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Alberto Fernández denies having “substantial” differences with Cristina Kirchner

The president of Argentina, Alberto Fernández, denied this Saturday (9) that he has “substantial” differences with the vice president of the country, Cristina Kirchner, after several weeks of tension in the ruling party due to public discrepancies between them.

“There is a moment when we realize that we have a common denominator that unites us: I may have differences with Cristina, but not substantial ones. She represents the same interests as I do. I may have differences on how to implement one measure or another, but not in substance”, declared the representative to the C5N channel.

During the interview, Fernández mentioned several points that he shares with the deputy, such as the discussion about the social assistance programs, which marked a friction between them in the last month.

“Her concerns about social plans are those of all of us. What Argentina needs is to consolidate work, not to continue promoting social assistance, which is necessary. I think many of these things I can share, I never had a huge substantial difference with Cristina”, he pointed out.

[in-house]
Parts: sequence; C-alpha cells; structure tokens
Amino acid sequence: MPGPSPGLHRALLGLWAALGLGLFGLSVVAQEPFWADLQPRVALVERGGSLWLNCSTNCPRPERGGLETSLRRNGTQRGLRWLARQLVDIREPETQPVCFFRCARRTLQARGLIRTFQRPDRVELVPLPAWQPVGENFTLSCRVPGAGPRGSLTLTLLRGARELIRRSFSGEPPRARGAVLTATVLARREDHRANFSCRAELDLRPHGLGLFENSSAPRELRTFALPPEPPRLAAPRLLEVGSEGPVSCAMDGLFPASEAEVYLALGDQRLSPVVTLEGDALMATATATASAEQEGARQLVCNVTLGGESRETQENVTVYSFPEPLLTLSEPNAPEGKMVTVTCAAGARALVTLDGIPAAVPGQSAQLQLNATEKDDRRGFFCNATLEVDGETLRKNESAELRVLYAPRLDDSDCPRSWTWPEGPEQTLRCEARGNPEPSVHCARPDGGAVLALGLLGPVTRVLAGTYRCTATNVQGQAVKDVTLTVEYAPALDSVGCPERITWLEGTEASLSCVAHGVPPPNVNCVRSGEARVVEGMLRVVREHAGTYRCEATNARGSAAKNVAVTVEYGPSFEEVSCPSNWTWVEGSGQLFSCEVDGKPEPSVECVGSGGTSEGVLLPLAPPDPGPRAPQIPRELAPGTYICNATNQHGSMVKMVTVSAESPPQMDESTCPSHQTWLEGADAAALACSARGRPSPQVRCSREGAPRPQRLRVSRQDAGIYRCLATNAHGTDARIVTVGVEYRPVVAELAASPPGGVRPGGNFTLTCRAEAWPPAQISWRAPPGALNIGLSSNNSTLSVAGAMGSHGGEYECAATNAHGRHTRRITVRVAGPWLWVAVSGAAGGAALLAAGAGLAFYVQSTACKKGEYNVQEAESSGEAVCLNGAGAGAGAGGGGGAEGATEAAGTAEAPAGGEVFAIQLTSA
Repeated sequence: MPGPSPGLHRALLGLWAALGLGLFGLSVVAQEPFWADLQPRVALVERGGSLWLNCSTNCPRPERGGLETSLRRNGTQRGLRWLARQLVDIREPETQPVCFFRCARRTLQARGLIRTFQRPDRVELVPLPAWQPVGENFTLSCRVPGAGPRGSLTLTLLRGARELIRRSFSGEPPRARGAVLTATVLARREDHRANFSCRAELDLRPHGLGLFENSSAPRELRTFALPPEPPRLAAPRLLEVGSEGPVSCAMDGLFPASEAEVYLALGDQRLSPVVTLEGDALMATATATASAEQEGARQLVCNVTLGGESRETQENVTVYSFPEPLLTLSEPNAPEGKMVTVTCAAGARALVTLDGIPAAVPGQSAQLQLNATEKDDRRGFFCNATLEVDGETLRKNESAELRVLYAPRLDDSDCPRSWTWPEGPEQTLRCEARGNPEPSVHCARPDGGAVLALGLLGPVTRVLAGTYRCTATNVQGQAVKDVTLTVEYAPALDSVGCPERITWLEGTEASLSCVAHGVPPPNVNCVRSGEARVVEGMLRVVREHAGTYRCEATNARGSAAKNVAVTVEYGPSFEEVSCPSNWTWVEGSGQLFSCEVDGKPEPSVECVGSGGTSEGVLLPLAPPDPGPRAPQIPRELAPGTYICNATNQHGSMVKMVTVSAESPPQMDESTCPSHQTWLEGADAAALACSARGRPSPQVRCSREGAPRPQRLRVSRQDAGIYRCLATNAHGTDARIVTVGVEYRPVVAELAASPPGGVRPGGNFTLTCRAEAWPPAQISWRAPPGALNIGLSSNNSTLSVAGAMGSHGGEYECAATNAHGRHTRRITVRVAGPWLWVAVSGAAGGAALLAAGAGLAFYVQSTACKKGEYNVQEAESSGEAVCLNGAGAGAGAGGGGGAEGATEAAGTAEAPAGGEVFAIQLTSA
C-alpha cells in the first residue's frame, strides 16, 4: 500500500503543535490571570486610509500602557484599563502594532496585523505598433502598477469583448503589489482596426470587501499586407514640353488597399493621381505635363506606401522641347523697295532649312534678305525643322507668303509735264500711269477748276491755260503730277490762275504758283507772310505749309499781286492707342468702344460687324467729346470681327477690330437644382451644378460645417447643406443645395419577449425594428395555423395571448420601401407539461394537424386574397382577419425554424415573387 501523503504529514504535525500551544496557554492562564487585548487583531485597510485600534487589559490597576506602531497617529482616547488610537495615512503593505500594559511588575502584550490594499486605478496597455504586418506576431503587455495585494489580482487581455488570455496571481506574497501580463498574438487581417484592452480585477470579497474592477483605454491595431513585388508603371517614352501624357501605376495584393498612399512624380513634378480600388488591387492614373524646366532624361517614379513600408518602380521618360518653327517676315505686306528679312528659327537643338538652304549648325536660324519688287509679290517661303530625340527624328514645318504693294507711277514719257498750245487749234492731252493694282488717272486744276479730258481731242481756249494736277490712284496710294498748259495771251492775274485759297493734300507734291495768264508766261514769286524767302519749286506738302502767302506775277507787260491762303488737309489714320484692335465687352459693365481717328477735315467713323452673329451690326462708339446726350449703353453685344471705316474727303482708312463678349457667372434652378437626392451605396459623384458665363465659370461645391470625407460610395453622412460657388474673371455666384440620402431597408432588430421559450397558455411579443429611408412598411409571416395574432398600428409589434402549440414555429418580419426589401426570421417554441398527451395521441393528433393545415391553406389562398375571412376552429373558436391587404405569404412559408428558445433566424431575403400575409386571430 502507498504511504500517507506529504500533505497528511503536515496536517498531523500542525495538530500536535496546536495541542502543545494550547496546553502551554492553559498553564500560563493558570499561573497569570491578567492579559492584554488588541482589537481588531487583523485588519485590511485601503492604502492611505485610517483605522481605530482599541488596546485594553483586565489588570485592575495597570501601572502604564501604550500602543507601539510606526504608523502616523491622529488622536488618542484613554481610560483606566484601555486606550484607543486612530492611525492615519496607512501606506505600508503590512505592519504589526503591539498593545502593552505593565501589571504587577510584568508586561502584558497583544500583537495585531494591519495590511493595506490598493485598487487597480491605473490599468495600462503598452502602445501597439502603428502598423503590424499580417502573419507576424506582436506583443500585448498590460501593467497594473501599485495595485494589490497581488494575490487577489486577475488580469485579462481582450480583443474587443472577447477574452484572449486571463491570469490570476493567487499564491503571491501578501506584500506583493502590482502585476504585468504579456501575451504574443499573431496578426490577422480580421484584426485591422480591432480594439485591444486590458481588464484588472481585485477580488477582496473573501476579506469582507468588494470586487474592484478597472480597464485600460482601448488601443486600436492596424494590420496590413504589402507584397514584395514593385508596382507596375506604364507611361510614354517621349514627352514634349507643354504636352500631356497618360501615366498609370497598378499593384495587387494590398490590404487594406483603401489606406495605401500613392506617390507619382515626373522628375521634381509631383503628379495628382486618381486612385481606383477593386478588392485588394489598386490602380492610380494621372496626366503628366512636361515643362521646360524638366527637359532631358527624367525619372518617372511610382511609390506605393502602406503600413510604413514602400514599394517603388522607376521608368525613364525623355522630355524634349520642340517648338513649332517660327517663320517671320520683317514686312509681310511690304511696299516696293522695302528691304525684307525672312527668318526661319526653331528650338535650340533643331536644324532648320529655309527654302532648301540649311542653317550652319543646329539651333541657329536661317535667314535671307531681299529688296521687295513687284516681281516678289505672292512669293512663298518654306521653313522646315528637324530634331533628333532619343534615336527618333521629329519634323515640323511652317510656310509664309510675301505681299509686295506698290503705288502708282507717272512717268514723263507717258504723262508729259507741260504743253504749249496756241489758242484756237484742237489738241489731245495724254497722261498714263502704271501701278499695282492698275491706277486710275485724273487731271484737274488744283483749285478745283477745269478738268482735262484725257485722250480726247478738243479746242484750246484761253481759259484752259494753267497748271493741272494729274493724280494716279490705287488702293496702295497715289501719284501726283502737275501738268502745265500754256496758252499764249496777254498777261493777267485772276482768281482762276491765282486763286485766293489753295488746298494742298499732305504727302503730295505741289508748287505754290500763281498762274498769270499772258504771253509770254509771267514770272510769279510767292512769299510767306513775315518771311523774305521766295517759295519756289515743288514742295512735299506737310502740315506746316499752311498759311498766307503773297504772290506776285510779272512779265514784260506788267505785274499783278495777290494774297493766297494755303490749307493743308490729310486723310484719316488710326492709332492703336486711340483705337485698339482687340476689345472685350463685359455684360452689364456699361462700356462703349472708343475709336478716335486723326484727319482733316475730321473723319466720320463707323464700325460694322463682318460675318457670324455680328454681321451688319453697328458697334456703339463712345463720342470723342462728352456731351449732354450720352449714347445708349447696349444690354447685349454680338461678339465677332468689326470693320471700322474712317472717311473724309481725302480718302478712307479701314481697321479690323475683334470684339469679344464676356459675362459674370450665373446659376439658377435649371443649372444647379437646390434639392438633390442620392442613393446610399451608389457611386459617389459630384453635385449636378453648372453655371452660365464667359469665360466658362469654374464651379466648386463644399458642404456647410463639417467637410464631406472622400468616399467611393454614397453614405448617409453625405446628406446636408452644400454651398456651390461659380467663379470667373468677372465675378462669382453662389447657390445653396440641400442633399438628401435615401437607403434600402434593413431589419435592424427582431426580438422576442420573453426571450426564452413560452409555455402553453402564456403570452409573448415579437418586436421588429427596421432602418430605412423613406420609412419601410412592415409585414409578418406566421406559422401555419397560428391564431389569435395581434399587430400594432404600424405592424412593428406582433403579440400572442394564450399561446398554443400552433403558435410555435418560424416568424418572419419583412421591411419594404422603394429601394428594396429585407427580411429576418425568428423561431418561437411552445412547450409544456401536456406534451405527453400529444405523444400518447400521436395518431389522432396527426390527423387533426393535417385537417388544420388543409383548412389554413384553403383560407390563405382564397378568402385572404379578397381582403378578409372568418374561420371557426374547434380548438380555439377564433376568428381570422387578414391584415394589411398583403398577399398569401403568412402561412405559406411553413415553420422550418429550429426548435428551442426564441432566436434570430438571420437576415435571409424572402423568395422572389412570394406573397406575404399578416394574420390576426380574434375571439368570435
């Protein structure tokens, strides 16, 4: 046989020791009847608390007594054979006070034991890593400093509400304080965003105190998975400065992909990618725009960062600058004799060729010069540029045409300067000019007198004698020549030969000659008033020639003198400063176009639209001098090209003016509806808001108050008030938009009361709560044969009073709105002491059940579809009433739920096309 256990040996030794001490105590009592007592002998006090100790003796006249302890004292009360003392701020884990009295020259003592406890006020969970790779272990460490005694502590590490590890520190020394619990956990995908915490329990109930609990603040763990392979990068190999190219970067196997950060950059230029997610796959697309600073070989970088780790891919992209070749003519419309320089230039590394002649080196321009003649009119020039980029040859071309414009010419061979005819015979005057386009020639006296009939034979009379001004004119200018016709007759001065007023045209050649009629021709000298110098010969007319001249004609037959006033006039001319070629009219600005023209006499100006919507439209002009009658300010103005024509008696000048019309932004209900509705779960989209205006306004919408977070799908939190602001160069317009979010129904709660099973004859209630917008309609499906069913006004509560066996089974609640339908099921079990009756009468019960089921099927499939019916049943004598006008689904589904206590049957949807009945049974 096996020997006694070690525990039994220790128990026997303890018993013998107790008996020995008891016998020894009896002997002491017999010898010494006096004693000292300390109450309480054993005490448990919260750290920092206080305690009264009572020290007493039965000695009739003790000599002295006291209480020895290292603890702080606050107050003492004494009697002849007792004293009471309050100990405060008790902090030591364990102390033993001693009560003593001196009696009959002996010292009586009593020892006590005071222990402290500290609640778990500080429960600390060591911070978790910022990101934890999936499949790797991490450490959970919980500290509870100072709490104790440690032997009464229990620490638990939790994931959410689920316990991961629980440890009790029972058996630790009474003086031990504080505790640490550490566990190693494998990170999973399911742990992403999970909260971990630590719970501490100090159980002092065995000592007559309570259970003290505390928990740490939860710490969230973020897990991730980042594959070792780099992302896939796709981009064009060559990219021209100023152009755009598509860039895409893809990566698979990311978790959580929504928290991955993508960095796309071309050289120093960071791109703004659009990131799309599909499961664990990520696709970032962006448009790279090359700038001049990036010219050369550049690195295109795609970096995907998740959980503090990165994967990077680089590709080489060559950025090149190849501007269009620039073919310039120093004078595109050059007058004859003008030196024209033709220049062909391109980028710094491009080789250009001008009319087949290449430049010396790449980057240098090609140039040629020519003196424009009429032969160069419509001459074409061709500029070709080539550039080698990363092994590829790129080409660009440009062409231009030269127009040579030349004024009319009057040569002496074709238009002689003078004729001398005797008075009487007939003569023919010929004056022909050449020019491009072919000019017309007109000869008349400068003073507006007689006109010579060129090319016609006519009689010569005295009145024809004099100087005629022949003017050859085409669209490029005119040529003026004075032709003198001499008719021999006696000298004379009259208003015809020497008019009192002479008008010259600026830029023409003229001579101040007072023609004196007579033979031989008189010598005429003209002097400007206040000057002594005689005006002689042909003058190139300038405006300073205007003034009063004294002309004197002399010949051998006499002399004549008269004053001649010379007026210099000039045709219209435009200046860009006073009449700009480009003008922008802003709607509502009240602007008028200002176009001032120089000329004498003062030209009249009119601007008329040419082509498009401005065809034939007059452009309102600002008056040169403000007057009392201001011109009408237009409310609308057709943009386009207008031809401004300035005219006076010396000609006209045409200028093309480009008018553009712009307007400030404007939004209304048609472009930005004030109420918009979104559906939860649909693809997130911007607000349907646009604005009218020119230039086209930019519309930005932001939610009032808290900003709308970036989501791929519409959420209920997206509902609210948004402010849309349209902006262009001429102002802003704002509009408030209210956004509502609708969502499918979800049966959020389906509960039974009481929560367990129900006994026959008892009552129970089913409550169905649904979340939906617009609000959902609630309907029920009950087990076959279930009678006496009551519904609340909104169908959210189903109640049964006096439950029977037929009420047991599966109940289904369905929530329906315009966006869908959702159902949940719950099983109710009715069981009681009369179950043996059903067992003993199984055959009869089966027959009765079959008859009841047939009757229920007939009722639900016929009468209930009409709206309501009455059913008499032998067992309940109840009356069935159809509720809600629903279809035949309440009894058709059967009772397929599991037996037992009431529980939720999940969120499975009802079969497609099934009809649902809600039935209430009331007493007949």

The president, who traveled to San Miguel de Tucumán, in the north, because of Independence Day, defended this Saturday the government’s “unity”, while criticizing those who “spread discouragement” about the country’s direction.

“The struggle has always been the same: when a popular government fights the economic interests of inside and outside, to defend the distribution of wealth and the happiness of the people, all the political, media and business forces arrive to twist our arm and tear us apart. They won’t make it”, he expressed during an official act.

Disputes in the ruling Frente de Todos coalition began after the defeat in the legislative elections in November last year, but increased after the signing of an agreement with the International Monetary Fund (IMF) to refinance a loan of more than US$ 40 billion.

The economic program agreed with the IMF, which includes, among other things, a reduction of the fiscal deficit, was much criticized by Kirchnerismo, the wing of Peronism led by the vice president.

Last Monday (4), Fernández swore in the country’s new Minister of Economy, Silvina Batakis, Martín Guzmán’s replacement, who resigned days earlier. The name of the new minister was imposed by Kirchner, who had been criticizing Guzmán’s economic policy, especially the proposals to reduce public spending and subsidies.

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